Historian Stephen Ambrose, 66, died Sunday. His tongue-bath obituaries all but clear him of the plagiarism charges that dogged his final year. The Washington Post, after 1,500 words of gush, glosses over the plagiarism as mere lack of quotations in a “couple of books” and hints that academic “jealousy” of Ambrose—not his own misdeeds—caused the controversy. The widely printed Associated Press obit similarly neglects plagiarism till the last few paragraphs, and then allots more space to Ambrose’s belligerent rebuttal than to the actual theft. His hometown New Orleans Times-Picayune also leaves the plagiarism till the end and allows Tom Brokaw to dismiss it as an “asterisk” on his career. The TV obituaries don’t refer to it at all. Only the New York Times, which discovered some of Ambrose’s larceny, delves into Ambrose’s wrongdoing early and at length.
All the obits, including the Times, give credence to Ambrose’s excuses. He is described as having merely omitted quotation marks in a few passages when he had already footnoted the author. His defiant responses are much quoted: I always footnoted, I always gave other writers credit, I made only a few tiny mistakes in thousands of superb pages. To hear Ambrose, the people he plagiarized should have been grateful that he mentioned their names in his popular books.
But Ambrose’s pilferage was much more than a slip-up in a “couple of books.” As the Weekly Standard, Forbes.com, and New York Times proved in one damning week last January, Ambrose plagiarized all the time. He did it when he was writing books quickly at the end of his career (the vast ripped-off swathes of recent best-seller The Wild Blue), and he did it when he was writing books slowly at the beginning of his career (his 1975 Crazy Horse and Custer steals from earlier Custer bios). He did it in more academic histories (Nixon: Ruin and Recovery)and in populist best sellers (Citizen Soldiers). He claims he footnoted the victims and merely forgot quotation marks, but no one reads footnotes, and by heisting memorable, vivid prose, Ambrose passed himself off as a better writer than he was. The hunt for Ambrose’s plagiarism was called off quickly because news broke of his lung cancer. But there’s good reason to believe that the shoplifting discovered in five books that were checked might also be found in the 30 other books that haven’t been. Plagiarists repeat themselves.
Judging by obituaries and by his recent sales, Ambrose’s readers have forgiven him, though it’s not clear they ever blamed him. I suspect that Ambrose is easily absolved because he and his work are so relentlessly upbeat. Ambrose, a self-proclaimed “hero worshiper,” kick-started the Greatest Generation mania with his World War II books. Band of Brothers, Citizen Soldiers, The Victors, Undaunted Courage—his books were paeans to great Americans. You’ll search Undaunted Courage long and hard for evidence that Meriwether Lewis wasn’t a saint or that the Lewis and Clark expedition wasn’t the most important and glorious event in early American history. He was not merely a “populist,” as he was always described. He was a cheerleader for America. (It’s no wonder Ambrose made his second home on the range in Montana: He himself was incapable of a discouraging word.) Criticizing Ambrose always seemed curmudgeonly, almost un-American, as though questioning his work was to question America itself. Implicit in his rebuttal of the plagiarism charges was the notion that his critics were bilious academic malcontents who resented his optimistic, patriotic spirit. Ambrose described his last book, a memoir titled To America: Personal Reflections of an Historian, this way: “I want to tell all the things that are right about America.” Not exactly a tough job, telling Americans how great they are.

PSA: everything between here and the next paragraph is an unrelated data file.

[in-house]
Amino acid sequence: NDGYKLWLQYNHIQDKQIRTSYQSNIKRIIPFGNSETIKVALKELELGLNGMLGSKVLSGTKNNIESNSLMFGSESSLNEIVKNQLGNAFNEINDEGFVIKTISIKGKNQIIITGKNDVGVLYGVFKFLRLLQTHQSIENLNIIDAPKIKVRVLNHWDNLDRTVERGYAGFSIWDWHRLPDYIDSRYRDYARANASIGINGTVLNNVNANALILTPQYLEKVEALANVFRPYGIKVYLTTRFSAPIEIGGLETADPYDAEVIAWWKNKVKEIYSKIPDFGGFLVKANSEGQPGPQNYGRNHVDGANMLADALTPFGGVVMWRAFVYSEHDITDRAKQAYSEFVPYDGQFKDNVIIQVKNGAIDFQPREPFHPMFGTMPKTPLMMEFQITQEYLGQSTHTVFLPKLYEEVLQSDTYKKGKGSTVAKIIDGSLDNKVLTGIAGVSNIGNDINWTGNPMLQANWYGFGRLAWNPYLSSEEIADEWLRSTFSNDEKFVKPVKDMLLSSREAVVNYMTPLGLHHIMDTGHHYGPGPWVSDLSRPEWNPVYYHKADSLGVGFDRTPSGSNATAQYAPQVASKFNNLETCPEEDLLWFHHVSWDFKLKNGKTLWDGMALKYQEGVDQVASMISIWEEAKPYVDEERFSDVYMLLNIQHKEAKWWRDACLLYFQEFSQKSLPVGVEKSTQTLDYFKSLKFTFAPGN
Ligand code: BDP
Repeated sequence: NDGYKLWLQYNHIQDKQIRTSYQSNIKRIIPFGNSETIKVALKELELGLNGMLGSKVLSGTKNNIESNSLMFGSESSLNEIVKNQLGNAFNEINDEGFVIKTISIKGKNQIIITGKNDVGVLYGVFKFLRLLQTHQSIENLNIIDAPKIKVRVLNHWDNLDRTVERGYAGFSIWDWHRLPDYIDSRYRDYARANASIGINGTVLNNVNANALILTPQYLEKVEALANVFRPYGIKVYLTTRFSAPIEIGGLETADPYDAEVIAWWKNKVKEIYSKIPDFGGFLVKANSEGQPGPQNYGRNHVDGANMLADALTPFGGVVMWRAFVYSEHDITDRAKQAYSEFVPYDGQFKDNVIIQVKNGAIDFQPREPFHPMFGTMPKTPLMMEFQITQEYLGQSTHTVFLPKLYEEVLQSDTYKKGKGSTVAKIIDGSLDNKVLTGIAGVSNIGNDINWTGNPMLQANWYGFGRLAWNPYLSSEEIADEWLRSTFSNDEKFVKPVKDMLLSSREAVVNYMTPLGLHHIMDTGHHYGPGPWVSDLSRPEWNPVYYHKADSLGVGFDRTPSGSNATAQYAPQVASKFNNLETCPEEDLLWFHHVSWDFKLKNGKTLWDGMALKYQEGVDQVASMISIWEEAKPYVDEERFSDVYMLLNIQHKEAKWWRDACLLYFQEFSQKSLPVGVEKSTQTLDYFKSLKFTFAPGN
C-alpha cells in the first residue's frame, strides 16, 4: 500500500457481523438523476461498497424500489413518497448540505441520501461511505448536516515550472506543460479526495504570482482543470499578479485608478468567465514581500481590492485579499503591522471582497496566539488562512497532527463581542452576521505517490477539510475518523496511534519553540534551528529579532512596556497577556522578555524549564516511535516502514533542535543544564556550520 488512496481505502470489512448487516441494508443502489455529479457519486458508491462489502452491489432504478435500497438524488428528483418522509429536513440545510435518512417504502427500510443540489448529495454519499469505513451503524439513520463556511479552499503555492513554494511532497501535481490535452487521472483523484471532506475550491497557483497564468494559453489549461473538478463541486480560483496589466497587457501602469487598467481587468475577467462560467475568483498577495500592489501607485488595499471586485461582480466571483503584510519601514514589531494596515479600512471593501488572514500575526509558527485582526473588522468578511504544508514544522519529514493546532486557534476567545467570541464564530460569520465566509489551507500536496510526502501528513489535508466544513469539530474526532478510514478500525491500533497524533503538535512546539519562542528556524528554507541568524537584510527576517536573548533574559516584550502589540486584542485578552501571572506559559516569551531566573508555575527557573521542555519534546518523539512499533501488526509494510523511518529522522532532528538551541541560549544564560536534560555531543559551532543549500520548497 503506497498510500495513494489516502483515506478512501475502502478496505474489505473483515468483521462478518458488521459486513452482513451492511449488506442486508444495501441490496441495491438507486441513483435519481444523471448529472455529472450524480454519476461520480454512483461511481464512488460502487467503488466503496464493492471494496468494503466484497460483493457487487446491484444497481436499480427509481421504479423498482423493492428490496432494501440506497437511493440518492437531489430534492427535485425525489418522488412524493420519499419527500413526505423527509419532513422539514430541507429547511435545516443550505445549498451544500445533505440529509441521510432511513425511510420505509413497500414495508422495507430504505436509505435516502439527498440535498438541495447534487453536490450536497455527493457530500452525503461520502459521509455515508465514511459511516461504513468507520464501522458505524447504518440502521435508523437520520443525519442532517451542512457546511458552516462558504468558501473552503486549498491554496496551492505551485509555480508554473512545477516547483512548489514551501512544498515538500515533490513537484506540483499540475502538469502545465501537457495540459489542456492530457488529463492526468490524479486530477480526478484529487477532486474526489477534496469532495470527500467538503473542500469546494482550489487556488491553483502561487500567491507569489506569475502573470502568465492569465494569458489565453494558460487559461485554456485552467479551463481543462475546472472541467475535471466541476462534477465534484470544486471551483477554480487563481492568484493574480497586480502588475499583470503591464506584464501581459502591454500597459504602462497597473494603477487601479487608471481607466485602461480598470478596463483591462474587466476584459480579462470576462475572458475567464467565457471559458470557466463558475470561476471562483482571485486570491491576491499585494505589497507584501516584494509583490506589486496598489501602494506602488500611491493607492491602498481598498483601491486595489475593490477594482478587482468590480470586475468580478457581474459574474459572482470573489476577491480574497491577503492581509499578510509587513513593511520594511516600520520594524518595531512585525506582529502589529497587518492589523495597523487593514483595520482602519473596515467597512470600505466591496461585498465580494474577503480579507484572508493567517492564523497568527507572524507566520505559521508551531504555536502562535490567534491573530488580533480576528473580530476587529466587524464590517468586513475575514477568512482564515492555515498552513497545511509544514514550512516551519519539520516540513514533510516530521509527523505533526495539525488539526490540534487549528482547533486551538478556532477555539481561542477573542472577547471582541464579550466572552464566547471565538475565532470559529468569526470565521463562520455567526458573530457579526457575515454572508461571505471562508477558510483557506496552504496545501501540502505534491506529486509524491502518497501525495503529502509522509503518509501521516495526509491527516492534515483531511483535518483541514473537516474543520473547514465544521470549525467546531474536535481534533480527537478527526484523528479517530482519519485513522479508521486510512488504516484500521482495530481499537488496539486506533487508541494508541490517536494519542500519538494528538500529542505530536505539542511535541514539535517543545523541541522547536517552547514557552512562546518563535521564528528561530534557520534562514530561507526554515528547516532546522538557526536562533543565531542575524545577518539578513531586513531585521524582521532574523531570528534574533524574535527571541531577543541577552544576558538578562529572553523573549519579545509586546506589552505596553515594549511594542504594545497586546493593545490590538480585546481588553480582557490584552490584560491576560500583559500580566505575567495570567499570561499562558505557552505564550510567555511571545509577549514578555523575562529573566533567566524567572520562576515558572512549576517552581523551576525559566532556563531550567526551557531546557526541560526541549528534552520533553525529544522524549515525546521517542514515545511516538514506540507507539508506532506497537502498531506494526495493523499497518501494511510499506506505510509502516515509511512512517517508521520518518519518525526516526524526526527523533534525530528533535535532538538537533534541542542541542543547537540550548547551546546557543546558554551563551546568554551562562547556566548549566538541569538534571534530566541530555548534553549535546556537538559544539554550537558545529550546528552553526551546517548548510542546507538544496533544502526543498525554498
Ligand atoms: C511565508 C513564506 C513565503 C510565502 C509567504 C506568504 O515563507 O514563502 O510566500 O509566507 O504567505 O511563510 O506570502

Ambrose’s God-Bless-Americanism guaranteed him a devoted and loyal audience, one that didn’t care about his transgressions, either against his profession or his readers. And it was his readers who were most sinned against. Ambrose could write a rip-roaring good history, but by the end of his career, Ambrose was less historian than history factory. The Wild Blue is not merely a plagiarism-ridden book, but a shoddy, slapdash one. But that didn’t seem to matter. It told the inspiring, heroic story of World War II’s B-24 pilots, and that made it a best seller. Ambrose brought the good news, and that was enough.